Over 50 years ago, John F. Kennedy ended all relations with Cuba, imposed an eventual embargo, and engaged in a match of nuclear poker with the Soviet Union. Today, the U.S. is working to normalize relations with Cuba after half a century of tensions and diplomatic warfare.
As Cuba fought for its freedom in the 1950s, former leader Fidel Castro approached the U.S. with good intentions. Using the “duck test,” a system that works with deductive logic, they claimed that Castro looked like a communist, sounded like a communist, and therefore, must be a communist. They rejected his attempts to establish relations with the U.S. and worked towards a plan to remove him.
The April 1961 Bay of Pigs invasion was an absolute disaster. With a change of location at the last minute and an improperly trained rebel fighting force, the Americans suffered an embarrassing defeat and it was quickly revealed that they were behind the invasion.
Fast forward to October 1962, Kennedy refused to back down after suffering previous embarrassments; he stood his ground during the Cuban Missile Crisis. The Americans assumed that the Russians were arming Cuba, but they never had any concrete evidence and the reconnaissance flights provided by the American Lockheed U-2 planes only yielded effective results as a result of luck. The original flight was rescheduled and the eventual one that took place had the perfect weather which revealed the installation locations. Whichever side you take in the Cuban Missile Crisis, the entire ordeal was a game of bluffs and neither side should take pride in the way that the events played out.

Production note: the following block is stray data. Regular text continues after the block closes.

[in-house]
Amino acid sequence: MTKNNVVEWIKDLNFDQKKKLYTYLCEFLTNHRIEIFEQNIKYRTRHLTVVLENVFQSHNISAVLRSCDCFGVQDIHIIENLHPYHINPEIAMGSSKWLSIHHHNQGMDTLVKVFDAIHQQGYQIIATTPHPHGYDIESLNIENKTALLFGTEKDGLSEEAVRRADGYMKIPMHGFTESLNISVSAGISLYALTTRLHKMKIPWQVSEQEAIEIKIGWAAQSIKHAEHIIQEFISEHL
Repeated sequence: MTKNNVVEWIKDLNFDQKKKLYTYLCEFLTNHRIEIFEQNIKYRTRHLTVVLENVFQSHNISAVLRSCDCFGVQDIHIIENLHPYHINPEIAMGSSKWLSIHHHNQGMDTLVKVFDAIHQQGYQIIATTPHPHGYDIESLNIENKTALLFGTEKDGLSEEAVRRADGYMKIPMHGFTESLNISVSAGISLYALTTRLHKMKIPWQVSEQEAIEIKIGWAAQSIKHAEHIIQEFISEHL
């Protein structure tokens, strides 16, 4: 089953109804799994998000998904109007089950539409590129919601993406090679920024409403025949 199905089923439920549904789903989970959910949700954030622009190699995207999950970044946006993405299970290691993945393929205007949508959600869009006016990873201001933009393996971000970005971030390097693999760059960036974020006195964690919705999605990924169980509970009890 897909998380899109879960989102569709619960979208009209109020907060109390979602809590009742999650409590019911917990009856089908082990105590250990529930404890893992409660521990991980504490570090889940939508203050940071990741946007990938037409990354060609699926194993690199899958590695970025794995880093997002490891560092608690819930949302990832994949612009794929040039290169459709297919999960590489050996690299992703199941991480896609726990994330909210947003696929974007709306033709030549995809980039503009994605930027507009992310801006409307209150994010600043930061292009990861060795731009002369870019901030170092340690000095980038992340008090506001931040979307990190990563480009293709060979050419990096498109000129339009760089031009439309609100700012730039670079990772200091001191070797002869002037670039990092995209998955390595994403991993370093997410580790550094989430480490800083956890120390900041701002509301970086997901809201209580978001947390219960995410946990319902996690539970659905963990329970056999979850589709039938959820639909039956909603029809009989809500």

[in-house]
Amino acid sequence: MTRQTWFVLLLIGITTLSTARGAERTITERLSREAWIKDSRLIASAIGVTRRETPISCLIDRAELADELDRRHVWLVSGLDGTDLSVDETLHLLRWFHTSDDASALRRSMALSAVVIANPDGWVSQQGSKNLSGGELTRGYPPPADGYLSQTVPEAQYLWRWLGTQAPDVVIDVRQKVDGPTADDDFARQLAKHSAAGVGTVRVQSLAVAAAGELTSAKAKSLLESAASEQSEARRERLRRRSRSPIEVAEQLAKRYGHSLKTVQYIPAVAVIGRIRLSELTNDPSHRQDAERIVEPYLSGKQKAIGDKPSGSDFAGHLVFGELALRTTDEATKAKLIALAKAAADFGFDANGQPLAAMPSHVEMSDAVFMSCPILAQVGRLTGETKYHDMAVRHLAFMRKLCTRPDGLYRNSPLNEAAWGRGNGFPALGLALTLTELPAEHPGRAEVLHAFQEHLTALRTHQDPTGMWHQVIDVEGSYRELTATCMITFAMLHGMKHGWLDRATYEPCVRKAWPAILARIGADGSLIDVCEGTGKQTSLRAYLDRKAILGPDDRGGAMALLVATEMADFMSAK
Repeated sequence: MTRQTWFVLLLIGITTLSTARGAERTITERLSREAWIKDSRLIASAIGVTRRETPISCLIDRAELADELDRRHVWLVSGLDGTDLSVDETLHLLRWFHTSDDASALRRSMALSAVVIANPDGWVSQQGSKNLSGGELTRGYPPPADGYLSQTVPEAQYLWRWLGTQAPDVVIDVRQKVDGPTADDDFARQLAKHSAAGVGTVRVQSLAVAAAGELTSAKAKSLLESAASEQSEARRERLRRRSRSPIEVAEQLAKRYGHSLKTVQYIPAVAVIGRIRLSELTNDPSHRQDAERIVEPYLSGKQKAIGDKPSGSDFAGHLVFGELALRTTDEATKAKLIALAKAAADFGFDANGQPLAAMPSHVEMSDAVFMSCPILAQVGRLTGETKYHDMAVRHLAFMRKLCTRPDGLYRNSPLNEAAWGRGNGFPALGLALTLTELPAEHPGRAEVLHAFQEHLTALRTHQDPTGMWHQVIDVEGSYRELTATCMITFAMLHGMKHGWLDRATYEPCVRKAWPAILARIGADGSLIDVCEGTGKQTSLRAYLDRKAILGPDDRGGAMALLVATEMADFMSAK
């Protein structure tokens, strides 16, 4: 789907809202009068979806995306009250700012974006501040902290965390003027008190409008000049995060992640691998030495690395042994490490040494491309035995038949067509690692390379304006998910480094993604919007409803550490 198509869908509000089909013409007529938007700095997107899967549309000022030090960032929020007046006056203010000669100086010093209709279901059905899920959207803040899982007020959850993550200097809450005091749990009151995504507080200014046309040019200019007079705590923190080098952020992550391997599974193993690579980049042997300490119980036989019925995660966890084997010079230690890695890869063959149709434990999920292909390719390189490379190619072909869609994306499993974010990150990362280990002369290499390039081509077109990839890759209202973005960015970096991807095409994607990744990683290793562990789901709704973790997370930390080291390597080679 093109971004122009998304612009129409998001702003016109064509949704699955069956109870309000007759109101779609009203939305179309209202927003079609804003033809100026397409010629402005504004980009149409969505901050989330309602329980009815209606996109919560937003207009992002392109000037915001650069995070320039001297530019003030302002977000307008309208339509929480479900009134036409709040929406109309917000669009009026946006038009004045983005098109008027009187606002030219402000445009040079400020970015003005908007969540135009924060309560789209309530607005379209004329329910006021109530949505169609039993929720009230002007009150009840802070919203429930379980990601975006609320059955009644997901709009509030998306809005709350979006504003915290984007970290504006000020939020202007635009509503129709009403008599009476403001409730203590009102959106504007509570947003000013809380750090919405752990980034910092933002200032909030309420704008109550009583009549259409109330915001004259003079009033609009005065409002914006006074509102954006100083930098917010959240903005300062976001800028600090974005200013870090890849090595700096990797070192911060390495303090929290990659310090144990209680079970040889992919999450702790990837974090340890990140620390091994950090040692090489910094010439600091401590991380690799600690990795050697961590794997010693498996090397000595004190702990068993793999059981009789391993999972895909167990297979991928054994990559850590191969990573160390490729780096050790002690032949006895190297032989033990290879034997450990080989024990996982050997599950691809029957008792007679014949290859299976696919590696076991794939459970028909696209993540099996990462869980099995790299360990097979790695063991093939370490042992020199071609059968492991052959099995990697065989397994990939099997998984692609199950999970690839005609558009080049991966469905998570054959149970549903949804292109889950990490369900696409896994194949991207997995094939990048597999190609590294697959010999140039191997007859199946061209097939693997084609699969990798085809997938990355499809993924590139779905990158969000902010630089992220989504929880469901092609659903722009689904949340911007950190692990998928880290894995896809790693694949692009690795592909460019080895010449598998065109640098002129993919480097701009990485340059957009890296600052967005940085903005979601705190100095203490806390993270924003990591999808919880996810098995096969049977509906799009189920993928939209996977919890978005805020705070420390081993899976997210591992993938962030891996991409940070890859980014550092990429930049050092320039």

Today, the U.S. and Raul Castro are working to normalize relations. On Tuesday, President Barack Obama spoke with Raul for over an hour discussing the construction of embassies in the capital cities of both countries and the possible end to diplomatic restrictions.
“These steps will be the most significant changes to our Cuba policy in more than 50 years,” a senior administration official told reporters. “What we are doing is beginning the normalization of relations between the United States and Cuba.”
Another high ranking official stressed the need for the two countries to move past their grudges and to forge a working relationship moving into the future.
“If there is any U.S. foreign policy that has passed its expiration date, it is the U.S.-Cuba policy,” the official said.
Photo credit: BPhipps.